This Sunday, November 1, was All Saints’ Day, giving us the opportunity to think about commitment in the context of remembering those who have gone before us, and those who are to come.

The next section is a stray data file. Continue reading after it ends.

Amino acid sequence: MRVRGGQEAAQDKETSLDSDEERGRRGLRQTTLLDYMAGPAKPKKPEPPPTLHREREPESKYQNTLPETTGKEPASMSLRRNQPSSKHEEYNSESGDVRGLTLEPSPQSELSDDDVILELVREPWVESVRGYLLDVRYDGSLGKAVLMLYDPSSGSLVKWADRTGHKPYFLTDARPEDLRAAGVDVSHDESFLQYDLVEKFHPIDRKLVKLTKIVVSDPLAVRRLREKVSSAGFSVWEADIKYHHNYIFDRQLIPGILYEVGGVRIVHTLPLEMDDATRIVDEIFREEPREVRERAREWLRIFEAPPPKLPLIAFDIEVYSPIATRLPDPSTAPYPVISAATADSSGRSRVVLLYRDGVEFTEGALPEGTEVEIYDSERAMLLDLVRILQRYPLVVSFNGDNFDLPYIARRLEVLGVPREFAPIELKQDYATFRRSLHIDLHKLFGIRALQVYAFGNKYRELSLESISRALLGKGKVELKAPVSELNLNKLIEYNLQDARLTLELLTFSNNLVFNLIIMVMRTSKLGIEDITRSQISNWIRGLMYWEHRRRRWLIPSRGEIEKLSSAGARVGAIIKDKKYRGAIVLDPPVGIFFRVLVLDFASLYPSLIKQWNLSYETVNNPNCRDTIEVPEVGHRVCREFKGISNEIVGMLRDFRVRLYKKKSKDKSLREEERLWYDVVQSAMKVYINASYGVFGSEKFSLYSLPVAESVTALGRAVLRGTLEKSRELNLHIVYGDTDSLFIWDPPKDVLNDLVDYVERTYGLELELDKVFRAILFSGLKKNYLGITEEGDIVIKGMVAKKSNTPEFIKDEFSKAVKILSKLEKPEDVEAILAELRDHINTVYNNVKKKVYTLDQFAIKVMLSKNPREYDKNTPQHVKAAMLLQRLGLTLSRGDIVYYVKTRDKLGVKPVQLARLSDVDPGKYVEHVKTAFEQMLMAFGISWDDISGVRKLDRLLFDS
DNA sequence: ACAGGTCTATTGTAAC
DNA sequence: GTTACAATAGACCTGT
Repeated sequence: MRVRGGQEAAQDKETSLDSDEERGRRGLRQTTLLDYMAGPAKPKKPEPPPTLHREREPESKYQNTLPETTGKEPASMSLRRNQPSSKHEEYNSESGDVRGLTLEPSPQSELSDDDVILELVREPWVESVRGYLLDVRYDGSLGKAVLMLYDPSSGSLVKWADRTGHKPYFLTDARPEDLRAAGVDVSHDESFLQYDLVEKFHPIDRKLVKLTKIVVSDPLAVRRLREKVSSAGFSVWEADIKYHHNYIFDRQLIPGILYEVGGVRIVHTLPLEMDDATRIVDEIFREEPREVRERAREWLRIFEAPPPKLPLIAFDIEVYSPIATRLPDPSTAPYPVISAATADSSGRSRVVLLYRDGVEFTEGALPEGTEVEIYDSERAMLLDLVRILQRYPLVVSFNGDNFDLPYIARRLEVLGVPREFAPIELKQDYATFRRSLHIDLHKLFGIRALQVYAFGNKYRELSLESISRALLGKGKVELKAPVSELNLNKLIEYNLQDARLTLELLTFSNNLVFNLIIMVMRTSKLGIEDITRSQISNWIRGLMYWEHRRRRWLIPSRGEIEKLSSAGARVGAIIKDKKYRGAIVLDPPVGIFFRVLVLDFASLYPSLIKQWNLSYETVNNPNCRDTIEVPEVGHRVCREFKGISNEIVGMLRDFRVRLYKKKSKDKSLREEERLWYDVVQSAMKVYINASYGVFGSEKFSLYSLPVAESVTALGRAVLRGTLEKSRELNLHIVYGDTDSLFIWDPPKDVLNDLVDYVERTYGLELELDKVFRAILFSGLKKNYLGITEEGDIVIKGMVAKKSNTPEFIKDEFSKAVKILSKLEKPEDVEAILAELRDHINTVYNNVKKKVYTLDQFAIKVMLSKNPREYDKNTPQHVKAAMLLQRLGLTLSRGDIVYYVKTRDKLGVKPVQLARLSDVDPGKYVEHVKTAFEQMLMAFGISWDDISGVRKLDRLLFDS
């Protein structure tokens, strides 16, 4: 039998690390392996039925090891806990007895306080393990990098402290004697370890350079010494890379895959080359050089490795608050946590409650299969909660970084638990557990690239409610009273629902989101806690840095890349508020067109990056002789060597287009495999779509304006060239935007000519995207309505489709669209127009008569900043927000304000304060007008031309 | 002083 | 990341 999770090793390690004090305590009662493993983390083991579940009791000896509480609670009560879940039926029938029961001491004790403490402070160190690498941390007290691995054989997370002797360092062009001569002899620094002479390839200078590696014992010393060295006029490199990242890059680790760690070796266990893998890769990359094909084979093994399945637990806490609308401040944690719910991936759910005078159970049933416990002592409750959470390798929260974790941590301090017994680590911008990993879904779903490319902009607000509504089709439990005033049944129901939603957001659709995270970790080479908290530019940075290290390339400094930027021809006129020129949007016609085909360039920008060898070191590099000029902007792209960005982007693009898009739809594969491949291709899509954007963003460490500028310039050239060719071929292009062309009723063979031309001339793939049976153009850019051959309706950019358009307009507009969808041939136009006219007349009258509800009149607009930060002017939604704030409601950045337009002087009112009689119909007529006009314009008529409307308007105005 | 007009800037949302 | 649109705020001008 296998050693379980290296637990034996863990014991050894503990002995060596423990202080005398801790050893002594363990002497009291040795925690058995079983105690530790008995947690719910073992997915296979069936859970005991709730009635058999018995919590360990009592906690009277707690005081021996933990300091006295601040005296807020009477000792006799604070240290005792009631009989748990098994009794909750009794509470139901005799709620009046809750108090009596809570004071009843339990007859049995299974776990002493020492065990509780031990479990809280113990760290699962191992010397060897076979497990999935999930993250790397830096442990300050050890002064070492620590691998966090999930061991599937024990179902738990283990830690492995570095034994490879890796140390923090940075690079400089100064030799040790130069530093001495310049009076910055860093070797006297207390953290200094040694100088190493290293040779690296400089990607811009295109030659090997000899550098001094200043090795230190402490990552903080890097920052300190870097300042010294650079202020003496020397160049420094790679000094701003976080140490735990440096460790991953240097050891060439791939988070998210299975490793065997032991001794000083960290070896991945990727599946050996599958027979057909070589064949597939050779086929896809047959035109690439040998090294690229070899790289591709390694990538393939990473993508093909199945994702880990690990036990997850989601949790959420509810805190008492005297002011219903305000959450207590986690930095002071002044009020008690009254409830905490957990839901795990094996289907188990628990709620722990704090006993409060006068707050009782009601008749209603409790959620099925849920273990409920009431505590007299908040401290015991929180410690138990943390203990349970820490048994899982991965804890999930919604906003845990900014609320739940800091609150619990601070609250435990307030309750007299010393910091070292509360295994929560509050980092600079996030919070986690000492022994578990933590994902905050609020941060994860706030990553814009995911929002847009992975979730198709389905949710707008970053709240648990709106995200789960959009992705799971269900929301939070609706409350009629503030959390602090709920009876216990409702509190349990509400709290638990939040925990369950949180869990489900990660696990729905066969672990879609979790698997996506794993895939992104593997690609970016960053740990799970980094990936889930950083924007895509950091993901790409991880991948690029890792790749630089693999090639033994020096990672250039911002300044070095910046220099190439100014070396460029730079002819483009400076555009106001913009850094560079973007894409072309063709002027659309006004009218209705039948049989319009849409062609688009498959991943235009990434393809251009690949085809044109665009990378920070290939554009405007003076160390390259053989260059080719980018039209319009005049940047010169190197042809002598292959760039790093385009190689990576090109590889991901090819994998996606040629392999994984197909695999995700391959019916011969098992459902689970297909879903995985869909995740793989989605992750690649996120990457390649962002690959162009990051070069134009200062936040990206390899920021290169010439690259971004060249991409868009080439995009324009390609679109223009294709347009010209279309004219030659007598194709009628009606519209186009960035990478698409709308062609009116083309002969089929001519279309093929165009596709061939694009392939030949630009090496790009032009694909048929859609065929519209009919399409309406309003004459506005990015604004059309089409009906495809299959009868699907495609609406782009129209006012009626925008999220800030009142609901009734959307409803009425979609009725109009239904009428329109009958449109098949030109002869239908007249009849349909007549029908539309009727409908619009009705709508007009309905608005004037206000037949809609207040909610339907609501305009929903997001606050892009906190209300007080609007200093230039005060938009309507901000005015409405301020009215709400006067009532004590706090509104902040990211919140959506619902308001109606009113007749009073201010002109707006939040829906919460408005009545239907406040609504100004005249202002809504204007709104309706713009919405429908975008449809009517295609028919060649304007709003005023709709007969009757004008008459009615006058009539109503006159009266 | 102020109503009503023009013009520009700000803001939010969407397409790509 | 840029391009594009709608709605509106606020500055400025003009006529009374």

When we think about saints, often our understanding is influenced by Catholicism, where we hear about people being made saints by the church, after qualifying in certain ways. It can make the idea of sainthood seem distant. In the Protestant tradition, we don’t have a process for making someone a saint. Instead, we might be more likely to connect saints with those who have come before us, in our families and congregations. We can expand this understanding even further. Rather than connecting being a saint to certain qualifications (whether performing miracles or having died), what if we see it more broadly. As we heard the words from John 15:12-17, we are reminded of the centrality of love. What if we think of all of us as everyday saints, marked by love? How are we shaped by the love we experience? How does this become a call to reflect divine love in all that we do, from the large actions for justice and peace, to the small everyday gestures of holding open a door or preparing a meal?